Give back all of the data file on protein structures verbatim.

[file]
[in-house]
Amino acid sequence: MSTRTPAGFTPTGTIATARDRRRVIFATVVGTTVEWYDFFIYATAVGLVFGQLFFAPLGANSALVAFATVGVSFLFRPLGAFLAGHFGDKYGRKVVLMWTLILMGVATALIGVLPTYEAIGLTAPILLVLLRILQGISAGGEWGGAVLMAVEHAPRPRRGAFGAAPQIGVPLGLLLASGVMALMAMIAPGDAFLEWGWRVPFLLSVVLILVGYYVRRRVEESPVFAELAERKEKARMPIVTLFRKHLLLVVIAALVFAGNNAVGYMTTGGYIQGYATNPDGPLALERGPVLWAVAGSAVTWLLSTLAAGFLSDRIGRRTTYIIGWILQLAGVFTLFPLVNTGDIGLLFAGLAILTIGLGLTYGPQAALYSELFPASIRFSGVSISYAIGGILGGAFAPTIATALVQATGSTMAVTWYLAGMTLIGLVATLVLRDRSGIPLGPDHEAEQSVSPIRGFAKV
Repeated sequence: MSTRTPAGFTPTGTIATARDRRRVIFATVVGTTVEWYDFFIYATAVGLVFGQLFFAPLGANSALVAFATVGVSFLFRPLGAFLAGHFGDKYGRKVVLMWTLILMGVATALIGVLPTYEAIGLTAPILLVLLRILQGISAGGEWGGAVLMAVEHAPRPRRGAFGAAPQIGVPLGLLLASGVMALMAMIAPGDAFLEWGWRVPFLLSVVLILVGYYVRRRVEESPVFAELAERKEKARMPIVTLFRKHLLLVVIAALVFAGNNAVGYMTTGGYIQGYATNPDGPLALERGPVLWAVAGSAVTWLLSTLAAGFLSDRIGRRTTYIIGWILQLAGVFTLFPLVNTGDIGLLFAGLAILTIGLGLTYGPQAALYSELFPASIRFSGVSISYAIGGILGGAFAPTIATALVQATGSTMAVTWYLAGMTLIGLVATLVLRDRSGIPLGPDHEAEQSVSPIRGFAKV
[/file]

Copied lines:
[in-house]
Amino acid sequence: MSTRTPAGFTPTGTIATARDRRRVIFATVVGTTVEWYDFFIYATAVGLVFGQLFFAPLGANSALVAFATVGVSFLFRPLGAFLAGHFGDKYGRKVVLMWTLILMGVATALIGVLPTYEAIGLTAPILLVLLRILQGISAGGEWGGAVLMAVEHAPRPRRGAFGAAPQIGVPLGLLLASGVMALMAMIAPGDAFLEWGWRVPFLLSVVLILVGYYVRRRVEESPVFAELAERKEKARMPIVTLFRKHLLLVVIAALVFAGNNAVGYMTTGGYIQGYATNPDGPLALERGPVLWAVAGSAVTWLLSTLAAGFLSDRIGRRTTYIIGWILQLAGVFTLFPLVNTGDIGLLFAGLAILTIGLGLTYGPQAALYSELFPASIRFSGVSISYAIGGILGGAFAPTIATALVQATGSTMAVTWYLAGMTLIGLVATLVLRDRSGIPLGPDHEAEQSVSPIRGFAKV
Repeated sequence: MSTRTPAGFTPTGTIATARDRRRVIFATVVGTTVEWYDFFIYATAVGLVFGQLFFAPLGANSALVAFATVGVSFLFRPLGAFLAGHFGDKYGRKVVLMWTLILMGVATALIGVLPTYEAIGLTAPILLVLLRILQGISAGGEWGGAVLMAVEHAPRPRRGAFGAAPQIGVPLGLLLASGVMALMAMIAPGDAFLEWGWRVPFLLSVVLILVGYYVRRRVEESPVFAELAERKEKARMPIVTLFRKHLLLVVIAALVFAGNNAVGYMTTGGYIQGYATNPDGPLALERGPVLWAVAGSAVTWLLSTLAAGFLSDRIGRRTTYIIGWILQLAGVFTLFPLVNTGDIGLLFAGLAILTIGLGLTYGPQAALYSELFPASIRFSGVSISYAIGGILGGAFAPTIATALVQATGSTMAVTWYLAGMTLIGLVATLVLRDRSGIPLGPDHEAEQSVSPIRGFAKV